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The great train journey: Half the fun of Devbagh is simply getting there!

By Aparna Datta

Devbagh. A name that resonates in the mind, creating a sense of anticipation, of being transported into a world inhabited by gods. A apt name for the new beach resort promoted by Jungle Lodges and Resorts at Karwar.

Compared to neighbouring Kerala, or Goa, the Karavali region in Karnataka’s coastal belt is relatively under-developed in terms of tourism. But the upside is that you could get a stretch of pristine white sand all to yourself. One such place is Karwar, in Uttara Kannada, with an excellent beach which is said to have inspired Rabindranath Tagore to pen his first play. With hills plunging into the sea, the landscape is awesome.

Devbagh is situated on a peninsula, surrounded by the sea on three sides. In fact, to get to the resort, you have to take a three-kilometre boat ride, which takes the barometer of excitement up several notches. The closest transit point is Karwar, which is well connected by road (NH 17).

The more scenic access is the Konkan Railway from Mangalore to Karwar. A distance of 357 km, it’s a spectacular ride. Indeed, half the fun of Devbagh is simply getting there!

At 6 AM the railway station at Mangalore is wide awake. Passengers are already in a queue buying tickets for the Madgaon Passenger scheduled to leave at 7.10 AM. The second class ticket from Mangalore to Karwar costs Rs 41 (in 1998) – it’s a steal. The train steams out on time, the compartments relatively uncrowded; by the time the train reaches Karwar it’s packed out like a suburban train.

The mood is happy and easy-going, in sharp contrast to the travel-weary expressions of people on trains elsewhere in India. Perhaps it’s because travel on this stretch is still a novel experience. I watched a young Malayali couple, first-time travelers on this train, trying various ways of stowing away their luggage, getting startled with the sudden darkness that descended with the first tunnel, and recalled the sense of adventure which trains offer. Or perhaps the atmosphere is relaxed because most people are headed for Goa – the land of saudade.

The train meanders through lush green paddy fields, through numerous tunnels, the charms of Dakshina Kannada on view for free.

The Madgaon Passenger stops for a couple of minutes at every station en route – the faster train is the Madgaon Express which leaves Mangalore at 14.45 PM and has limited stops. The stations look glossy and new but hawkers are scarce, so make sure you carry whatever snacks and eatables you need. Sandwiched between the coast on the west and the Western Ghats on the east, the Konkan Railway could well become one of the great train journeys of India.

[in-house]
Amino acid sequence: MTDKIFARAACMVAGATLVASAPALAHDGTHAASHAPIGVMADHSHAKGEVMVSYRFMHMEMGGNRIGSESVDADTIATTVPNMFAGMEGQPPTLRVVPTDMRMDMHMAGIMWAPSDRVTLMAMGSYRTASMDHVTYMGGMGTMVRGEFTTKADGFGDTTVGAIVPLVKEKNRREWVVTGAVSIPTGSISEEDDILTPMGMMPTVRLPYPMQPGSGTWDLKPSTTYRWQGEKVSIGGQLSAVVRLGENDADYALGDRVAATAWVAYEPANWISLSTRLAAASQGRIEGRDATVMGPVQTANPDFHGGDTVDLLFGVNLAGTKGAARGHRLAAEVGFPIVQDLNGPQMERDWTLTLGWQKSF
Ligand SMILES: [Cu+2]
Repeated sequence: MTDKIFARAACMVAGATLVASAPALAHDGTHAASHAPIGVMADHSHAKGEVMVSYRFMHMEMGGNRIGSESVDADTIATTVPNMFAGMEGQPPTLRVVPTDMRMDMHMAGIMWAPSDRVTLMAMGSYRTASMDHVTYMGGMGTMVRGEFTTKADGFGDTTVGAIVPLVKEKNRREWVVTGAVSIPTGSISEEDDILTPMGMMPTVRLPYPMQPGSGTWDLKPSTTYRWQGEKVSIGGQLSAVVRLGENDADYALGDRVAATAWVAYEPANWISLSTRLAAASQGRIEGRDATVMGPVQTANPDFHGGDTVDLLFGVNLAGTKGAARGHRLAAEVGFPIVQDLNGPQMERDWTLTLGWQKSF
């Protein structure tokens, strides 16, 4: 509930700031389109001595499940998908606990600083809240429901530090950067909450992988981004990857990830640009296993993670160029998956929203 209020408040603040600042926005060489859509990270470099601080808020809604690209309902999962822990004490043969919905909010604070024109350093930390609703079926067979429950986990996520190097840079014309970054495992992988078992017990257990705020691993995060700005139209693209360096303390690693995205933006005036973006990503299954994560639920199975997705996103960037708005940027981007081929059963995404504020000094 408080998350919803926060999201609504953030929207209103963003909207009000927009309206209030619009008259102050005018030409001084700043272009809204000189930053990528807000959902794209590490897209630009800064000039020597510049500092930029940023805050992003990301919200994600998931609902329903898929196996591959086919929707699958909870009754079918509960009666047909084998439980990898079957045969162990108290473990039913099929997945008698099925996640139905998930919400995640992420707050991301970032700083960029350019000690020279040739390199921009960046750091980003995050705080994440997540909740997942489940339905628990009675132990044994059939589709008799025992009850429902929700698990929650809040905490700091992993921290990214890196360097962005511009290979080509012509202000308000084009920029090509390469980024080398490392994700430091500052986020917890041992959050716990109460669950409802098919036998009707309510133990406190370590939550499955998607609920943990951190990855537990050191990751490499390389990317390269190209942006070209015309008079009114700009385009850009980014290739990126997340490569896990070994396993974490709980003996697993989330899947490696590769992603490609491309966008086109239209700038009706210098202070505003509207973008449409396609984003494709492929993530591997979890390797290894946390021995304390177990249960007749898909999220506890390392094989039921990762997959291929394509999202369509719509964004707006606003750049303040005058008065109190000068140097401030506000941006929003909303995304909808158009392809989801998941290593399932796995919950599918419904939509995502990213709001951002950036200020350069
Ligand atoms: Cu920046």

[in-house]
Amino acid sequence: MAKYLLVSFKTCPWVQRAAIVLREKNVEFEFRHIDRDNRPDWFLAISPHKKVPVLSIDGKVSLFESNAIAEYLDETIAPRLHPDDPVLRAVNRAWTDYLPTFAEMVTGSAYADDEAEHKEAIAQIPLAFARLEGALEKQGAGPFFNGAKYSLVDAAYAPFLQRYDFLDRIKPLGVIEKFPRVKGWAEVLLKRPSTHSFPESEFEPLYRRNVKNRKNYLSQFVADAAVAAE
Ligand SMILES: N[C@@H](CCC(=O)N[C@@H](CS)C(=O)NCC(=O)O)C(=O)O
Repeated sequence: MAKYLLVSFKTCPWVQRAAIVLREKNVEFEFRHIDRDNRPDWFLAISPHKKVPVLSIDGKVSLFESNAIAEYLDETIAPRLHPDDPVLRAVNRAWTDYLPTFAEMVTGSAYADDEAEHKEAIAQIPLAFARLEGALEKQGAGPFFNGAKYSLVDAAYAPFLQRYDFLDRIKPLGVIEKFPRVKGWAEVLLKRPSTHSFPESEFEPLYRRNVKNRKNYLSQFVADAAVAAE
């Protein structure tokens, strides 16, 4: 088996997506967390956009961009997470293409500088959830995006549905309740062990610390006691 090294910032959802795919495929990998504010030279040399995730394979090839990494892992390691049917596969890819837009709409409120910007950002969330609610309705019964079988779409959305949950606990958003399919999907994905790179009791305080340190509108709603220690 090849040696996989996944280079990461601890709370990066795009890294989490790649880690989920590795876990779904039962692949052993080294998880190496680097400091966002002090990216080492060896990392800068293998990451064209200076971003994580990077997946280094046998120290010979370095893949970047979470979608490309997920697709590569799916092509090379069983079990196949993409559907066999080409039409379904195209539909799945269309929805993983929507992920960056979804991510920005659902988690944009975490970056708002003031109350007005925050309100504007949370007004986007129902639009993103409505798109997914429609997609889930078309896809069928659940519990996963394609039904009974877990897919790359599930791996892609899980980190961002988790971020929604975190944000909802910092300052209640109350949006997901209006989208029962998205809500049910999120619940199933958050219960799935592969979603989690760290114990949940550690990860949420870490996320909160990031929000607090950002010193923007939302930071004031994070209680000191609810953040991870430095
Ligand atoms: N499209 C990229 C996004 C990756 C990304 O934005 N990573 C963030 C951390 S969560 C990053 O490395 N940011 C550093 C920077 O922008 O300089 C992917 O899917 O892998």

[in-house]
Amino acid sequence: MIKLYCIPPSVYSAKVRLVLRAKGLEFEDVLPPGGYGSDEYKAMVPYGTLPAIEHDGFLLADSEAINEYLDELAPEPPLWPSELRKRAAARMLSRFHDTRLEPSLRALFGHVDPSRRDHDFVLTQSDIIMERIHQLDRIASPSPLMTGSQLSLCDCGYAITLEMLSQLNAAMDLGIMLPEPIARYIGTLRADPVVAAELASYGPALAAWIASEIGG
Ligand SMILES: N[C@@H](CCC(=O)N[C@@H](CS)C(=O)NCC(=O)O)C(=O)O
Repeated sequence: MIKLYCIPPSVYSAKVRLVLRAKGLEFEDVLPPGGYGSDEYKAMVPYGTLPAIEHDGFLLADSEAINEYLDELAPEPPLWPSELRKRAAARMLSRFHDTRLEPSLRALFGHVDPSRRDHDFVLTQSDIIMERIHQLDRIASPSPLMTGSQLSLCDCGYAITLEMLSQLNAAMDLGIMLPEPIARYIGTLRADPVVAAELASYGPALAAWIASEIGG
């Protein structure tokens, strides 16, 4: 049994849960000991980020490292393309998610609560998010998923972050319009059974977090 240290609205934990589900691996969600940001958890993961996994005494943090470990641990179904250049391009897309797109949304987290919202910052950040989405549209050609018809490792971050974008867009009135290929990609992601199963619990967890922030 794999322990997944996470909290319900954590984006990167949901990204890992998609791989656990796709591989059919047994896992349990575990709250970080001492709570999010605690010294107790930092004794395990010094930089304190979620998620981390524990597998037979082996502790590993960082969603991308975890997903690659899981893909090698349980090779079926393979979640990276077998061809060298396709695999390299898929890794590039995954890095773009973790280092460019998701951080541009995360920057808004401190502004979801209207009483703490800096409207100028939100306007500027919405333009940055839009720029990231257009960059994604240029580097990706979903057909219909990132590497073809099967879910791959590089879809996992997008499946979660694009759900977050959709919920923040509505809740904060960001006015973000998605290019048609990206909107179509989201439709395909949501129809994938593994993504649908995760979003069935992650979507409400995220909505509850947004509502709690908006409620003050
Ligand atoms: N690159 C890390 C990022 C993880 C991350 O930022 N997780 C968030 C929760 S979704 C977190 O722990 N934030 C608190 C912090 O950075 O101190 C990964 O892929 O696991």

The trip takes about six-and-a-half hours to Karwar. Along the Konkan line, the railway stations are some distance from the towns, so be prepared to negotiate with the auto drivers who generally wait for incoming trains (buses are also available).

Once an important trading center of the Arabs, Portuguese, British and French, Karwar is a port town. Somnolent in the mid-day sun, it feels very different from Mangalore on the other end of the line, which is forever bustling.

Karwar offers much scope for tourism development, but environmentalists have created paranoia in these parts, as in Dakshina Kannada, to the extent that local people seem opposed to any development. In this context, the creation of Devbagh is all the more remarkable. Jungle Lodges and Resorts has an office near the Bhadra Hotel, from where you are directed to the jetty. A motor-boat awaits to ferry you across to the resort. Sun in your eyes, spray on your face…and enchantment takes over.

At the resort, you have a choice of staying in ethnic log huts on stilts with thatched roofs, or in tents. The food is wholesome- make sure you try fish fried Karwar-style. The service is attentive. When you want action, take a day trip to Gokarna. Or walk on the wild side at the Kali Wilderness Camp at Dandeli. From Karwar, Dandeli is 117 km, amidst the thick forests of Uttara Kannada. Devbagh is a good base, with easy access to other spots.

Devbagh is an ‘Eco-tourism’ resort. Don’t expect air-conditioning or swimming-pools, or exotic entertainment. This resort is for the New Age traveler – keen on nature and conservation. The creation of the resort meant displacing some villagers- the management averted opposition by involving locals in a Village Forest Committee and arranging resettlement and rehabilitation. This experience holds pointers for any tourism project in ecologically sensitive areas: Jungle Lodges have successfully evolved their approach and are currently managing a number of resorts in hill areas and wild-life sanctuaries with the same eco-friendly concern.

Devbagh is a great getaway. If you want to be incommunicado – this is it! Best of all – it doesn’t burn a hole in your pocket.

© Aparna Datta

Published in Saturday Times, The Times of India, Bangalore, May 23, 1998



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